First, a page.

Most wheat tortillas are made with enriched wheat flour, which is a refined grain and not the same as whole wheat. If you are buying tortillas to use at home, look for “whole-wheat” flour tortillas, with whole-wheat flour first on the ingredient list (or get whole-grain corn tortillas). Most of the time, the colored tortillas labeled with vegetable names, such as “spinach” or “tomato” are made with refined wheat flour, so they are not whole-grain. The amount of vegetable used in making them is just for color, providing zero to four percent of daily value for vitamins A or C, which is nutritionally minimal. Despite how healthy it sounds to have a “vegetable” tortilla, you’ll make a much bigger contribution to your health by making sure that what you roll up inside the tortilla includes lots of vegetables.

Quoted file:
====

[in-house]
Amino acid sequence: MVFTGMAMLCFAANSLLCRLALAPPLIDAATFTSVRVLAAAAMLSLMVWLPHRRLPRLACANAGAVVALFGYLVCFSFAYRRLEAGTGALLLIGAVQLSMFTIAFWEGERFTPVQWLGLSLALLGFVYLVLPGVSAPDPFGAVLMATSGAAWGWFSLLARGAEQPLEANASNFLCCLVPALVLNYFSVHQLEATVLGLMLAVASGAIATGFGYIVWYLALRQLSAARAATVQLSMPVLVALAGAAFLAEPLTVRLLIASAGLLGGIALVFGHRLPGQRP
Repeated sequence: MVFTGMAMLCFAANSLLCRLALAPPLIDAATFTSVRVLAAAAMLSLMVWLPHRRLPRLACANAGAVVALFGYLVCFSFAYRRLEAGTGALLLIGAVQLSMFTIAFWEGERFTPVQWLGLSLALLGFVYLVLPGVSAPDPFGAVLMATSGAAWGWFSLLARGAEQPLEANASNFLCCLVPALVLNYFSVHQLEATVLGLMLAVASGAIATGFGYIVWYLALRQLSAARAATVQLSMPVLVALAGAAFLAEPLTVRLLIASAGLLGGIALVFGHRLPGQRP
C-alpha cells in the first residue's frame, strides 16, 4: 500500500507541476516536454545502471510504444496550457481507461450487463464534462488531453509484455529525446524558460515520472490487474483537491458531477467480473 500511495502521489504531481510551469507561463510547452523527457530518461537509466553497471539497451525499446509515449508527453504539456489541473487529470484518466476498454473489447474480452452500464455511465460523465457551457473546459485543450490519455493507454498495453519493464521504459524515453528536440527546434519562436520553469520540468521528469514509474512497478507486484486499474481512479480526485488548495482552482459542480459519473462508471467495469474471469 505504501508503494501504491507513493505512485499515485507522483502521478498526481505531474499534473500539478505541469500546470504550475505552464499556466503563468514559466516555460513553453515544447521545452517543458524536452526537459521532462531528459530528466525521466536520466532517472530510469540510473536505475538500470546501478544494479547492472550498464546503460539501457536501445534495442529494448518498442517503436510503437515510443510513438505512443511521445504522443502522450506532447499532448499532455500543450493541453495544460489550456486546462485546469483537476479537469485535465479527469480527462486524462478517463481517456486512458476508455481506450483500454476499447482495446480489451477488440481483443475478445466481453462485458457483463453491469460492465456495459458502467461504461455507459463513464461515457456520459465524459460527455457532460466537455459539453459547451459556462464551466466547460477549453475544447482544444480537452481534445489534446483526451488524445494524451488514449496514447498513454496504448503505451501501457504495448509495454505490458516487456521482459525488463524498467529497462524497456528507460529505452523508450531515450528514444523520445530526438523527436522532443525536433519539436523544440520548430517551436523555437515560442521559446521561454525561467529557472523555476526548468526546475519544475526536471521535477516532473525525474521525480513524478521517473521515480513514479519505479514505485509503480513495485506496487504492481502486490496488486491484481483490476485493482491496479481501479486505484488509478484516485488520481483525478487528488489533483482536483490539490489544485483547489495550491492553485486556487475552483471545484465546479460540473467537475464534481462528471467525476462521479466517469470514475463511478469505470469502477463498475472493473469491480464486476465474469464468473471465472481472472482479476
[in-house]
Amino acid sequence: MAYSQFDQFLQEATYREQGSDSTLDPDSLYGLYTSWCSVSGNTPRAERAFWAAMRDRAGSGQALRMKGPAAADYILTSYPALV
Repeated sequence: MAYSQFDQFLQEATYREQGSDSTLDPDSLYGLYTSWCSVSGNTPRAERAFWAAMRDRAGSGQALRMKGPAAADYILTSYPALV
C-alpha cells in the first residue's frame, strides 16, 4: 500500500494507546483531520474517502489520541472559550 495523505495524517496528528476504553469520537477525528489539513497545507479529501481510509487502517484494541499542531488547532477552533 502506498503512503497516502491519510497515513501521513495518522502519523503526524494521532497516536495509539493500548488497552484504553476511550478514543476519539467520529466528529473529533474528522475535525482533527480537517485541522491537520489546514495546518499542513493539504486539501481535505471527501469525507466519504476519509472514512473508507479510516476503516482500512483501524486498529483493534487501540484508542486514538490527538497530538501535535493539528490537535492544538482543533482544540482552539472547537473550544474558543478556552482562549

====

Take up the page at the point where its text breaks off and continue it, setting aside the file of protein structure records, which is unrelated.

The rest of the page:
Keep in mind that even among whole-wheat options, differences in tortilla diameter and thickness produce a wide range in calories. Compare brands when shopping: You’ll typically find choices with 150 to 200 calories per tortilla. That makes each tortilla equal in calories and carbohydrate to two or two-and-a-half slices of bread. For a healthy meal, have one whole-wheat wrap or tortilla filled with plenty of vegetables and some beans or chicken for protein. Then, if you’re still hungry, add an extra salad or raw vegetables on the side.
Give whole-wheat tortillas a try in this Turkey Fajitas with Baby Spinach and Red Peppers recipe.